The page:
Imagine now that Mitt Romney had been either the Republican presidential candidate or McCain’s VP pick. How different things would look. Against Obama’s inexperience and the combined Democratic ticket’s Congressional background, you’d have a true Washington outsider, someone who’s only been tainted by politics for four years, with all four spent in an executive role. Someone who truly understands the economy and money, and could explain it all to voters with patience and credibility. As VP, he would be a wonderful counterpoint to McCain’s crusty maverick – reliably conservative (who wants a maverick with his finger on the nuclear button, anyway?), confidence-inspiring, with economic and executive experience, and ready to take over at any minute should McCain not last the full four years. It’s too late for all that now, of course, but why couldn’t voters and McCain see this at the time? Was McCain really that desperate?

At any rate, the post-mortems will begin in earnest on the 5th, and there will no doubt be much self-examination in the Republican party. I just hope they learn the real lessons from this campaign rather than the lessons the media wants them to learn.

March 26th, 2008 by Rightsideup

According to a new Gallup poll, just over a quarter (28%) of Clinton supporters say they will vote for McCain rather than Obama if she doesn’t win. By contrast, just 19% of Obama supporters say they will support McCain. As with any poll, especially one taken so far ahead of the event it relates to, this must be taken with a large dose of salt, but it’s educational nonetheless.

Allahpundit over on Hot Air suggests that this is a measure of “sore-loserness” but I think that misses the point. The point is that there are at least two reasons why someone willing to vote for Clinton would be more likely to switch to McCain than someone who wanted Obama. The first is that, for those few people who can accurately place all three candidates on a traditional left-right spectrum, Hillary is closer to McCain than the comparably more left-wing Obama.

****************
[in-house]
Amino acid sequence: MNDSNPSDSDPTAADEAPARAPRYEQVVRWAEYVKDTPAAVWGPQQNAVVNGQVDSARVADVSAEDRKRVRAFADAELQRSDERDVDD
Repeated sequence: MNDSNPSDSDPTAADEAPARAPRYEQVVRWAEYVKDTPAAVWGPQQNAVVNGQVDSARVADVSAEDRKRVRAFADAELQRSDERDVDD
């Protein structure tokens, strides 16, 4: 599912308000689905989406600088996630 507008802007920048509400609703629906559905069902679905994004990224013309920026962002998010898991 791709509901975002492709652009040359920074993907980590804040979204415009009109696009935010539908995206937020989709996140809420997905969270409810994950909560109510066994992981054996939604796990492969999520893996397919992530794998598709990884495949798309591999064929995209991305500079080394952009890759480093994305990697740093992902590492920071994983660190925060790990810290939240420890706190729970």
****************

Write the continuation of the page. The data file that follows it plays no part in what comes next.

The second, though, and one more likely to be at play here, is that those favoring a serious candidate will prefer both Clinton and McCain over the less substantive Obama. While Clinton has of late taken to embellishing her own credentials she has overall focused far more on specifics and has a greater record on which to draw than does Obama. It’s likely that voters favoring experience and substance shy away from Obama and prefer Clinton to McCain by a greater or lesser margin.

Allahpundit goes on from his initial premise that this is about Hillary supporters being sorer losers to suggest that they key to keeping these numbers high is to make those supporters as sore as possible. But I think the correct strategy would actually be to continue to highlight Obama’s lack of substance, which is behind at least some Democrats’ distrust of him.

February 22nd, 2008 by Rightsideup

A huge dustup over the last couple of days about the New York Times’ article on John McCain and his ties to lobbyists, and in particular Vicki Iseman. The visceral reaction from the McCain campaign itself and many conservative commentators, bloggers, radio hosts and politicians is now been followed by a more measured approach to evaluating the article.

The Times has indeed erred in several key ways here:

  • it appears to have taken from December until this week to publish an article, virtually all of the details of which were known from the beginning of that period, and appears to have rushed the article to publication in response to a pending article from the New Republic. The Times denies this, but at the very least, this denial requires belief in a huge coincidence of timing. The timing is also convenient in that the Republicans now have their nominee, and the only way it can influence voters’ minds is in the general election, not the primaries, in contrast to, say, three weeks ago.
  • it uses innuendo and implication to suggest a romantic (if that’s the right word) relationship between McCain and Iseman despite the fact that none of its sources – even the unnamed ones – actually outright claimed this was the case.